Construction Begins On 1520 And 1530 Story Avenue, 435 Units Of Affordable Housing In Soundview

The courtyard of 1520 and 1530 Story Avenue. rendering by Curtis + Ginsberg Architects

The courtyard of 1520 and 1530 Story Avenue. rendering by Curtis + Ginsberg Architects

BY REBECCA BAIRD-REMBA • [New York YIMBY] – FEBRUARY 7, 2017

A year and a half ago, YIMBY wrote about a pair of affordable rental buildings headed for the rent-stabilized Lafayette Boynton complex in the Soundview section of the South Bronx. Now, Nelson Management Group and L+M Development are breaking ground on the two towers at 1520 and 1530 Story Avenue.

We also have renderings of the project, which was designed by Curtis + Ginsberg Architects. The two 13-story buildings will hold 435 apartments, some of which will be set aside for seniors. Units will rent to families earning as little as 30 percent of the Area Median Income, or $24,480 for a family of three, and as much 95 percent AMI, or $77,520 for a three-person household. Apartments will range from studios to three-bedrooms, and each building will have a 7,500-square-foot community facility.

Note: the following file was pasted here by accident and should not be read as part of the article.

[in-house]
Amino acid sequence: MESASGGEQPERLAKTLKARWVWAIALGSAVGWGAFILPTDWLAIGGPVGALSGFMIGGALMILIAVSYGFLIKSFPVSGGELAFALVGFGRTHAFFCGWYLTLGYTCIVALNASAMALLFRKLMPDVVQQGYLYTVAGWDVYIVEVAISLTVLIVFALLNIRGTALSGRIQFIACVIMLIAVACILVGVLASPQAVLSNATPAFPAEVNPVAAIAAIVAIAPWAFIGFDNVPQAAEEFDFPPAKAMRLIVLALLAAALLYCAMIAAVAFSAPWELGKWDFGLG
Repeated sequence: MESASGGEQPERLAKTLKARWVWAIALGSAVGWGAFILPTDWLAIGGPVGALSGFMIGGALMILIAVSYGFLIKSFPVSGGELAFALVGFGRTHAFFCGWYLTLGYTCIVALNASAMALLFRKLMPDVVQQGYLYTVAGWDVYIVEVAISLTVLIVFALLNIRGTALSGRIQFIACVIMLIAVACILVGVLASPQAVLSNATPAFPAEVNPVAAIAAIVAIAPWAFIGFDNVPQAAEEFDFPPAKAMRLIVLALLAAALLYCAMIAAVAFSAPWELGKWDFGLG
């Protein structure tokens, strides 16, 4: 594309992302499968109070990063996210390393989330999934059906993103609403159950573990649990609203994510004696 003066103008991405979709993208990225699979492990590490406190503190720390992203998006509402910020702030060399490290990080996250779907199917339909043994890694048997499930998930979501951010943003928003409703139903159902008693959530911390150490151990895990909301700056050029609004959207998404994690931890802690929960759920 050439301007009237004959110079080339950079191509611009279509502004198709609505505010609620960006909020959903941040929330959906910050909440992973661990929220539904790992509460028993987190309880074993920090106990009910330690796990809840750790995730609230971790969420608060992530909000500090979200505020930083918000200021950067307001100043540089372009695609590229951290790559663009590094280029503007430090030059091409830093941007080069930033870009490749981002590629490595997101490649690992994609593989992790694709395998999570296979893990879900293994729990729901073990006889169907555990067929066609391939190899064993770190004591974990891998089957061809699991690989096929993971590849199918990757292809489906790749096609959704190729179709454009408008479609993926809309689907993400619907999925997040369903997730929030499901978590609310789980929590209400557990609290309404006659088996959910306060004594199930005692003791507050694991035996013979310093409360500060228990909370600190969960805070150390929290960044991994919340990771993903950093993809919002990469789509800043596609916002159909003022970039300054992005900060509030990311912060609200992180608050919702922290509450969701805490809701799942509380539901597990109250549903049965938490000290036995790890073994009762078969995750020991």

The finished development will also offer two acres of landscaped green space, a children’s play area and an outdoor fitness center. Tenants from both the new Story Avenue development and the old Lafayette Boynton complex will be able to enjoy the new outdoor area.

Nelson and L+M will also add two new parking lots with a total 366 spots, replacing and expanding a 123-car lot currently on the site.

Construction on the Story Avenue buildings is scheduled to finish in the summer of 2019.

1520 and 1530 Story Avenue. rendering by Curtis + Ginsberg Architects

1520 and 1530 Story Avenue. rendering by Curtis + Ginsberg Architects

The original Lafayette Boynton towers are 19 stories tall and hold a total 972 apartments. They sit inside a superblock bounded by Story, Colgate, Lafayette and Boynton avenues, next to the 205-acre Soundview Park. The million-square-foot development was constructed in 1969 as middle-income housing under the Mitchell-Lama program. The previous owners, Area Properties, took the complex out of Mitchell-Lama but agreed to keep the apartments rent-stabilized for 40 years. Renters can’t earn more than 120 percent of the Area Median Income and don’t have to pay more than 30 percent of their income in rent.

Nelson Management purchased the four-building complex for $51.5 million in 2011 and spent $17 million in 2015 renovating the aging apartments.